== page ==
Reality is often contrasted with what is imaginary, delusional, (only) in the mind, dreams, what is false, what is fictional, or what is abstract. At the same time, what is abstract plays a role both in everyday life and in academic research. For instance, causality, virtue, life, and distributive justice are abstract concepts that can be difficult to define, but they are only rarely equated with pure delusions. The truth refers to what is real, while falsity refers to what is not. Being. Computer-mediated reality. Art installation illustrating the mediated reality concept. First we display what's really there, and then this allows a computer to be inserted into the "reality stream" to modify it.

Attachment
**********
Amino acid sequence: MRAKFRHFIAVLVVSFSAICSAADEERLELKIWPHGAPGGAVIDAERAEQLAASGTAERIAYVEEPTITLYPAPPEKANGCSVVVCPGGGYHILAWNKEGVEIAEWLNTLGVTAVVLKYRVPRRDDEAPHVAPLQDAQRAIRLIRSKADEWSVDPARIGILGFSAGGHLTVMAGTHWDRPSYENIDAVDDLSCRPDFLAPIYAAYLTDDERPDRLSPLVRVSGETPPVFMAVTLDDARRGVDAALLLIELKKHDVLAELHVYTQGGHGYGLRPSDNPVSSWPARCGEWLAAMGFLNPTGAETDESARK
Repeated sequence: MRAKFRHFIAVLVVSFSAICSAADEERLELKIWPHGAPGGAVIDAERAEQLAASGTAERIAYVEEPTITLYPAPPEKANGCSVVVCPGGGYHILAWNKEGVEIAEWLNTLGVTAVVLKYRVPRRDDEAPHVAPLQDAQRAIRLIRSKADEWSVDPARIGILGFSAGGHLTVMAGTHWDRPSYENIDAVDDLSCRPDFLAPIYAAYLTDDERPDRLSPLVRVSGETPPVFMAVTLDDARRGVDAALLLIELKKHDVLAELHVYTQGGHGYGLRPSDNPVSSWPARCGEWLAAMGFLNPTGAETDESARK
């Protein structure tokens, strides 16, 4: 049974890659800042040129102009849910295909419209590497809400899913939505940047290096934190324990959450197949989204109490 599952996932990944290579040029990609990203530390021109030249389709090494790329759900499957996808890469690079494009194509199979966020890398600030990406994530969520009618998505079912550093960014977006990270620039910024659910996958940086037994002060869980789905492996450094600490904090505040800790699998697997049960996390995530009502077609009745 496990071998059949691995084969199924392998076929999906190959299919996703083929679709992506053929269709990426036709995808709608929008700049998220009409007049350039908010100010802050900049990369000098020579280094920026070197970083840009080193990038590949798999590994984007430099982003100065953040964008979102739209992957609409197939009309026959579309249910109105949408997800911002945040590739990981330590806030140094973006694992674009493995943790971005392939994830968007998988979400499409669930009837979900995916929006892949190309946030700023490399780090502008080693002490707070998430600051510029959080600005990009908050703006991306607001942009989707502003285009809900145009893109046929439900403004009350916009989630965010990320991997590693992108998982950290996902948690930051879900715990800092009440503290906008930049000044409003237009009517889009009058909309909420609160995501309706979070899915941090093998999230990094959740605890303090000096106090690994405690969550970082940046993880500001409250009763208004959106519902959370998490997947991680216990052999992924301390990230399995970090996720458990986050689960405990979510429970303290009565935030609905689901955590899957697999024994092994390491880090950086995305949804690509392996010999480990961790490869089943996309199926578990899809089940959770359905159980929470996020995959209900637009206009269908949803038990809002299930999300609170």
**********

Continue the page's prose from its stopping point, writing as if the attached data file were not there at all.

Mediated Reality application running on Apple iPhone Computer-mediated reality refers to the ability to add to, subtract information from, or otherwise manipulate one's perception of reality through the use of a wearable computer or hand-held device such as a smart phone. Typically, it is the user's visual perception of the environment that is mediated. This is done through the use of some kind of electronic device, such as an EyeTap device or smart phone, which can act as a visual filter between the real world and what the user perceives. Computer-mediated reality has been used to enhance visual perception as an aid to the visually impaired. It has also been used for interactive computer interfaces. Window managers One common window manager in mediated reality is the "Reality Window Manager"